CERE pitched the idea of a ‘Carbon Neutral Film Certification’ to many other production houses. Unfortunately, one more project later, things didn’t move beyond the pilot. Jasani said, “Production houses may have balked at the cost of offsetting or just not have known enough about the subject (climate change and carbon footprint) to take on this challenge. Given the lack of interest at the time, CERE scaled down its focus.”
Siddharth Nakai, a sustainability consultant with a television network and founder of Greening Advertising Media and Entertainment (GAME), said, “There are straight guidelines and environmental laws for industries. The film and media industry is not seen as a carbon-intensive industry like a manufacturing plant, but it can have a substantial environmental impact because its energy and fuel consumption are at different stages.”
He too admits that it has been tough to make a breakthrough and bag projects that are looking to become sustainable. But he sees mindsets and convenience as the villain here, not money.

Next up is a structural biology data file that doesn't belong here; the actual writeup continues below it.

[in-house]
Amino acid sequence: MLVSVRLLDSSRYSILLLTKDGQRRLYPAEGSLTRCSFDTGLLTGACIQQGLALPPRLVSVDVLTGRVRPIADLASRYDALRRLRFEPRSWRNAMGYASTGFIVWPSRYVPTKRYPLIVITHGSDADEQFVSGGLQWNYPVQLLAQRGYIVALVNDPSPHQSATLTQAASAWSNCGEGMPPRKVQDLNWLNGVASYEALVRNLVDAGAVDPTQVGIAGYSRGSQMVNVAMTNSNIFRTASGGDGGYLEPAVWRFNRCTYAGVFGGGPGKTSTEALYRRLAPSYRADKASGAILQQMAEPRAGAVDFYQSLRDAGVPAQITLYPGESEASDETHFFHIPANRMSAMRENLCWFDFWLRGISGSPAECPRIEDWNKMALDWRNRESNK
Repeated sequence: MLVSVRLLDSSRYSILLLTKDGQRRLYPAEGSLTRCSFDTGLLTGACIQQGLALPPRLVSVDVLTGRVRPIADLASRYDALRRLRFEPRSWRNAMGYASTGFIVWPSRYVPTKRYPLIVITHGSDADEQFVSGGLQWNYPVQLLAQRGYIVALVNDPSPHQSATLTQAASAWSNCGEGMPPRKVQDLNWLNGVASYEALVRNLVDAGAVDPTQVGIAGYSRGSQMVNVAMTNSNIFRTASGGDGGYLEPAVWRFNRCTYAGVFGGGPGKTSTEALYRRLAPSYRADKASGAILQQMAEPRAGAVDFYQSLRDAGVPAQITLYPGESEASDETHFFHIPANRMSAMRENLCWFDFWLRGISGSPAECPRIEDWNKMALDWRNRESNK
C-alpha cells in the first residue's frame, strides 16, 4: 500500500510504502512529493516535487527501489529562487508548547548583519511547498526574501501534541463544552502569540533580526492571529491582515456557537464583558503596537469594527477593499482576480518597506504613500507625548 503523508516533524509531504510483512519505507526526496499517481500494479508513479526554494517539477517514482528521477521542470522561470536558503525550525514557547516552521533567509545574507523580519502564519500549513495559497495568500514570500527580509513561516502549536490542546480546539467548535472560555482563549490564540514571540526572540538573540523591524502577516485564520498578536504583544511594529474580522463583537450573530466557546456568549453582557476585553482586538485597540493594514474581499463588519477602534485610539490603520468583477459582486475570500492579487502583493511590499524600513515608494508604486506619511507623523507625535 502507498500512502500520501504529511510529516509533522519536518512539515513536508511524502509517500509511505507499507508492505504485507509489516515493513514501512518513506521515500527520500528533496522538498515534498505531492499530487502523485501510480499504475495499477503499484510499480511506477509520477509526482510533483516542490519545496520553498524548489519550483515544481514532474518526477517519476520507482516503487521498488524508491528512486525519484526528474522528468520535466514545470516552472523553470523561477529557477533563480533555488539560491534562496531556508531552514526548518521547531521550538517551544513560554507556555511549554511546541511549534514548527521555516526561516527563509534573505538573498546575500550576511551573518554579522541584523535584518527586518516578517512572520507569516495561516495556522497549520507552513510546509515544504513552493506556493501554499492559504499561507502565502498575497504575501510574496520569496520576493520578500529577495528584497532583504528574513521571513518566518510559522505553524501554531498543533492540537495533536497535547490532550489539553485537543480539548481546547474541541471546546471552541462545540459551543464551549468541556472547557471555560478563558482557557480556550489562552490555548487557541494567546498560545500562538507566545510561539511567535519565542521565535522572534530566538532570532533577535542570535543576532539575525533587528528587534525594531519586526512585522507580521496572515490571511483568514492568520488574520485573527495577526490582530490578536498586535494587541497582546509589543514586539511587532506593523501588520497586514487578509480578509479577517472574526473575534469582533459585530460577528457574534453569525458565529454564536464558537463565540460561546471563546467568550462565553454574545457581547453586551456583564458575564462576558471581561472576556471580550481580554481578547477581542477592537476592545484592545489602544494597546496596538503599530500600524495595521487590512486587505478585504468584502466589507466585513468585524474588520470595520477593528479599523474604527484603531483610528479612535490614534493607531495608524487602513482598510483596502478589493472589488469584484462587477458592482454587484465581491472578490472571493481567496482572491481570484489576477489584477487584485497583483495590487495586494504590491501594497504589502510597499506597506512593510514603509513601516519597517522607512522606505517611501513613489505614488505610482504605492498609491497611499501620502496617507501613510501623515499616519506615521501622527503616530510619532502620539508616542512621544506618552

Nakai says that the entire process of film pre-production, production, and post-production (e.g., audio/video editing) can work with some guidelines. “For example, in the pre-production stage, one could use eco-fonts to print scripts and documents. These fonts use less ink and save cartridges. On film sets, rechargeable batteries can be used for audio equipment. That saves a considerable amount of use-and-throw batteries that end up at the landfill and make the environment toxic. Waste segregation and zero-plastic bottles on sets are totally possible. These are small things, but gradually, they save a lot of costs.”
Zooming out to the bigger picture, sustainable practices could reduce the environmental impact of film production, which, among other things, uses energy, generates waste, and burn fossil fuels through transportation.